A just-published literature review assessing the potential adverse effects associated with habitual marijuana smoking has the mainstream media in a reefer mad frenzy. Predictably, however, the paper’s conclusions are far less sensational than the media headlines.
The review, authored by Australian professor and longtime cannabis researcher Wayne Hall, evaluates potential adverse health outcomes associated with “daily cannabis smoking.” These potential risks include dependence, increased likelihood of having an auto accident, and exacerbated mental health effects, among other possible outcomes. Yet, none of these claims are novel; nor are they particularly alarmist — particularly when placed in proper context.
For example, in regard to cannabis’ dependence liabilit, the author acknowledges: “The lifetime risk of developing dependence among those who have ever used cannabis was estimated at 9 percent in the United States … [compared to] 32 percent for nicotine, 23 percent for heroin, 17 percent for cocaine, 15 percent for alcohol, and 11 percent for stimulants.” Hall adds, “The adverse health and social consequences of cannabis use reported by cannabis users who seek treatment for dependence appear to be less severe than those reported by alcohol.”
Nonetheless, the October 7 headline from brietbart.com blared, “Cannabis as addictive as heroin, new study finds.” The reality, of course, is that Hall’s paper said nothing of the sort.
But breitbart’s reporting is par for the course. According to the lede of the New York Daily News, “Smoking marijuana can lead to mental disorders, car crashes, unhealthy babies and more problems, according to a major 20-year study.” But there is no new ‘study.’ Hall’s work is simply a selective literature review of previously published data. Further, the Daily News hyperbolic opening deliberately distorts what Hall’s paper actually says.
For example, Hall acknowledges that studies assessing marijuana use and prenatal development suffer from “a number of limitations” and typically do not satisfactorily “adjust for effects of major cofounders such as cigarette smoking.” (As for the News claim that maternal cannabis use causes “unhealthy babies,” Hall more conservatively speculates that this behavior is likely, at worst, to be associated with a “modest” reduction in birth weight.)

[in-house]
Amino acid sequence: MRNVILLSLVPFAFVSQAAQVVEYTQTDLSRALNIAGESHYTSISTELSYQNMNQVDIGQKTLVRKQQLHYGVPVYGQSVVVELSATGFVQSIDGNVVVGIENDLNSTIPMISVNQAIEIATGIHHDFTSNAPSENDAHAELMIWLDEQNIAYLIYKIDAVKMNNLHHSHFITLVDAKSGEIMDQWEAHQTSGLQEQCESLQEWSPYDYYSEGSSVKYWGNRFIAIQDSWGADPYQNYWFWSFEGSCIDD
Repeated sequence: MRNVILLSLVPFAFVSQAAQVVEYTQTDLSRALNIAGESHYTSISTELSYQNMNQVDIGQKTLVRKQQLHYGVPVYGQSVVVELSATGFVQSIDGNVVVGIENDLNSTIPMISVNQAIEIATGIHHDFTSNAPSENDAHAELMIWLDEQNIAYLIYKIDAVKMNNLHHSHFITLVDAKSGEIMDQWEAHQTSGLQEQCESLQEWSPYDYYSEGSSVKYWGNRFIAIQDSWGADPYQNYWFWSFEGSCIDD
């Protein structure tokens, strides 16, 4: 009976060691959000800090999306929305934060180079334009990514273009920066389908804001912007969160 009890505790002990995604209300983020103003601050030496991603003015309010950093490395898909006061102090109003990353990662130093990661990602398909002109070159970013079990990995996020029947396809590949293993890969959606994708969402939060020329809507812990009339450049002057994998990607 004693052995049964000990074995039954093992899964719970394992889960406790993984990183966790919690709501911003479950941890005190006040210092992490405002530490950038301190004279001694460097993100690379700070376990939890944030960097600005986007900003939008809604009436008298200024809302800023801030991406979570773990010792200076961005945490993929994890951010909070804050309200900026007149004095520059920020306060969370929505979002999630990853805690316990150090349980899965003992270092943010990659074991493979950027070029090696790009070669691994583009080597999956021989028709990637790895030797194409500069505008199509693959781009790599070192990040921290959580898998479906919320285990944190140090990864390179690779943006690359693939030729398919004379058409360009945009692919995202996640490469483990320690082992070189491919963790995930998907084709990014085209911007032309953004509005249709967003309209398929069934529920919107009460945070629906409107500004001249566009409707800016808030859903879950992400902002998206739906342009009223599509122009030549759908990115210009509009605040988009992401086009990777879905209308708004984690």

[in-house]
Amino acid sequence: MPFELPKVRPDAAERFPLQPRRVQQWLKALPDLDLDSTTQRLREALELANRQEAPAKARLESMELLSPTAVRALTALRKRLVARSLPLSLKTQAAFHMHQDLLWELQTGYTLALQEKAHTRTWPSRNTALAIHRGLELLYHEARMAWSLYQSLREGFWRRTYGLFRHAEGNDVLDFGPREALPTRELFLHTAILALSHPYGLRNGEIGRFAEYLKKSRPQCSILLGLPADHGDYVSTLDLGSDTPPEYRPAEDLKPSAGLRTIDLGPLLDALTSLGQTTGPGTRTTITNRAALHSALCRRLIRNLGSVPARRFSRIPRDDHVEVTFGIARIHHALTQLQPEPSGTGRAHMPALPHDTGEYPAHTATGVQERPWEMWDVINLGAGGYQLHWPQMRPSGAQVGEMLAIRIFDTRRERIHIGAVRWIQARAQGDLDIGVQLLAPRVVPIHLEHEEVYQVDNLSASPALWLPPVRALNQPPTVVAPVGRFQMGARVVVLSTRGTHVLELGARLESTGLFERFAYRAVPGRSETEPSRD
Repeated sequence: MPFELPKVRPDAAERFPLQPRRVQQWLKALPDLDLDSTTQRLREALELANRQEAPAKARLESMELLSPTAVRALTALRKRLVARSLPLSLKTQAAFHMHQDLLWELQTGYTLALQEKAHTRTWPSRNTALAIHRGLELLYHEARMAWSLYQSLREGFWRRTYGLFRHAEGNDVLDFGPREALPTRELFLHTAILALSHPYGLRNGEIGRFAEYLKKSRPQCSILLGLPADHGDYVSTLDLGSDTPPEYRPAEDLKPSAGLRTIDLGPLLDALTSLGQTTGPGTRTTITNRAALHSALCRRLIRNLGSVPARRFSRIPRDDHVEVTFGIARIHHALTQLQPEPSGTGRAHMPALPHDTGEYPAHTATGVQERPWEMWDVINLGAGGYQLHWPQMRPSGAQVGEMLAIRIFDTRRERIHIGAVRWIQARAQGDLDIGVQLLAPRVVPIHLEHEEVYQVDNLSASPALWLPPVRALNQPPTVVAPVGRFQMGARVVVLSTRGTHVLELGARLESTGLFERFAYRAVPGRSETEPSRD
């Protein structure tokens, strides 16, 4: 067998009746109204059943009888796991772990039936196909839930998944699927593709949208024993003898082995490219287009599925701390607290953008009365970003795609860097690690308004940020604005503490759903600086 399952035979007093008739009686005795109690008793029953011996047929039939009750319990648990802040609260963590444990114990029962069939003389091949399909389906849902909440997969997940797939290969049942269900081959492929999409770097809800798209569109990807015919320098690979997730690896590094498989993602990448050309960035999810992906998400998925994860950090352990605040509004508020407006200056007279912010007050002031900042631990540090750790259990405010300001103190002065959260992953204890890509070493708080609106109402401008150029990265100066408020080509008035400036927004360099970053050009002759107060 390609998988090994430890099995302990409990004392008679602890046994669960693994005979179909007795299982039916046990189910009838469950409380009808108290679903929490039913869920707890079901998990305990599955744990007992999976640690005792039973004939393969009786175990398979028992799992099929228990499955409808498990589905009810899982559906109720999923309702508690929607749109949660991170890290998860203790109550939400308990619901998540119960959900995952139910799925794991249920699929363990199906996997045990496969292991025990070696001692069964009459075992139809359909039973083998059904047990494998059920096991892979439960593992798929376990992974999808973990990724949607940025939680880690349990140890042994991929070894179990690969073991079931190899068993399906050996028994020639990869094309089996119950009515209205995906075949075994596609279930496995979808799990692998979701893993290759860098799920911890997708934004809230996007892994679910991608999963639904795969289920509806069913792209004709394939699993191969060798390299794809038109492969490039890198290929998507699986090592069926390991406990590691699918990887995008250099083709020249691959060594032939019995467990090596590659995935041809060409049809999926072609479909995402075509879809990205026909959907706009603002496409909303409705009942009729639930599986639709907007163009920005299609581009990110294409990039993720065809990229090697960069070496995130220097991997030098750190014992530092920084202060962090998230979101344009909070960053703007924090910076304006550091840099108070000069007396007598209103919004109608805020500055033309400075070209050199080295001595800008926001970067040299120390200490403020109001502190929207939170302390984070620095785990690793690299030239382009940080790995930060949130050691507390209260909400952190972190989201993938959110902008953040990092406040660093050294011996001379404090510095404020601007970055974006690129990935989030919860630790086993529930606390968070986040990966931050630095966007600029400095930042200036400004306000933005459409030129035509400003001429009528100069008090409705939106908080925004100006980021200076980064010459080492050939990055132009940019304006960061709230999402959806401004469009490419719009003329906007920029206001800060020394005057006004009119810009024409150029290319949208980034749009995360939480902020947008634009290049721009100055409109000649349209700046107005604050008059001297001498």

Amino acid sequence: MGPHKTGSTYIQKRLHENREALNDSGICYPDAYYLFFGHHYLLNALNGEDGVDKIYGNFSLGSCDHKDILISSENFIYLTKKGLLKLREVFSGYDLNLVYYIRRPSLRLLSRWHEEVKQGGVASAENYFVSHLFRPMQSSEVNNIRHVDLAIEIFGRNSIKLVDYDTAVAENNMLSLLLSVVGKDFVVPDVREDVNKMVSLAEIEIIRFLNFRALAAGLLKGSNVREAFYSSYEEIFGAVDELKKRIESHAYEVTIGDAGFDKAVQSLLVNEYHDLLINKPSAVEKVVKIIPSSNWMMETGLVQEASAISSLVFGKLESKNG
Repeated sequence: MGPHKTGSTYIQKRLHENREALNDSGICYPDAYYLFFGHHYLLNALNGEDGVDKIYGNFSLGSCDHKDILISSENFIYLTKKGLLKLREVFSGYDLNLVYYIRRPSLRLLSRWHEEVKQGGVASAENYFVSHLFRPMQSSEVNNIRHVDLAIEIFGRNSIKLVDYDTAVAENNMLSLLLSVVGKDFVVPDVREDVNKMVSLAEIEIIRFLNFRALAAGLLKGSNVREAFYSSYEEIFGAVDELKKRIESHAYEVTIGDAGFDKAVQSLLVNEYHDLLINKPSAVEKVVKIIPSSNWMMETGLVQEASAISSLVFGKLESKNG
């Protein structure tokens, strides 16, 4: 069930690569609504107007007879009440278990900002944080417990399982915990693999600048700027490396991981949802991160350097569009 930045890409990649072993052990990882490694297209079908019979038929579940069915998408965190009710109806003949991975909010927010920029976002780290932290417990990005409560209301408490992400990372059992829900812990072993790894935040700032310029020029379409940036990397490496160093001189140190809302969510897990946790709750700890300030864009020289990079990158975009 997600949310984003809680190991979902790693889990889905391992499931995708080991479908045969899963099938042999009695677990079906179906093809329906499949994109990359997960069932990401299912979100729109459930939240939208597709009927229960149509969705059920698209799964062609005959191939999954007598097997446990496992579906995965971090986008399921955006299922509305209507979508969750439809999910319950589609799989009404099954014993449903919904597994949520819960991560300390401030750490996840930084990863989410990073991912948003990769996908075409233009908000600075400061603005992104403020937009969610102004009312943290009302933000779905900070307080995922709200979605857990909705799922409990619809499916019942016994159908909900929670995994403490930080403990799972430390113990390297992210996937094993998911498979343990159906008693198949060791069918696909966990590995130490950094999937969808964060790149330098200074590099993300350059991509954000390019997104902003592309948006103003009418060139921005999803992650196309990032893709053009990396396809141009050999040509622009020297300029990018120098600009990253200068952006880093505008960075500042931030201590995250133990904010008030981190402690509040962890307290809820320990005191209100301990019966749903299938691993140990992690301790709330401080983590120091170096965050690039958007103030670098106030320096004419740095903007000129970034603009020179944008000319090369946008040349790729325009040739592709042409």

Hall is similarly cautious in regard to the claim that cannabis use ‘can lead to mental disorders,’ writing instead that evidence purporting to show a causal link between heavy pot use and schizophrenia is “mixed” and that evidence supporting the notion of cannabis as a trigger for depression is weak. As for claims that pot use triggers psychosis, Hall writes: “It is difficult to decide whether cannabis use has had any effects on psychosis incidence, because even if the relationship were causal, cannabis use would produce a very modest increase in incidence. The detection of any such increases is complicated by changes in diagnostic criteria and psychiatric services for psychosis, the poor quality of administrative data on the treated cases of psychosis, and possibly by social improvements that may have reduced incidence of psychosis during the period in which cannabis use increased.”
As for the idea that those under the influence of cannabis possess an increased risk of traffic accident, Hall cites a 2012 review finding that drivers acutely impaired by pot have a two-fold higher risk of crash as compared to sober drivers. (Other meta-analyses have reported that this estimate may be an overestimate of actual risk.) Nevertheless, Hall acknowledges that even a two-fold risk is far less than the risk associated with alcohol, which may increase one’s likelihood of accident 15-fold at a comparable intoxicating dose.
“The perception that cannabis is a safe drug is a mistaken reaction,” Hall states — as if anyone ever suggested that the herb was innocuous. By contrast, advocates for an end to cannabis’ criminal prohibition readily acknowledge that pot’s potential risks are not so significant to warrant the plant’s schedule I restrictive status under federal law — a federal classification that falsely presumes that marijuana’s potential harms are similar to those of heroin. And this fact remains unchanged. It makes no sense from a public health perspective, a fiscal perspective, or a moral perspective to perpetuate the prosecution and stigmatization of those adults who choose to responsibly consume a substance that is objectively safer than either alcohol or tobacco. To continue to criminalize the marijuana plant and to arrest and prosecute those adults who consume it responsibly is a disproportionate public policy response to what, at worst, is a public health concern, but not a criminal justice issue.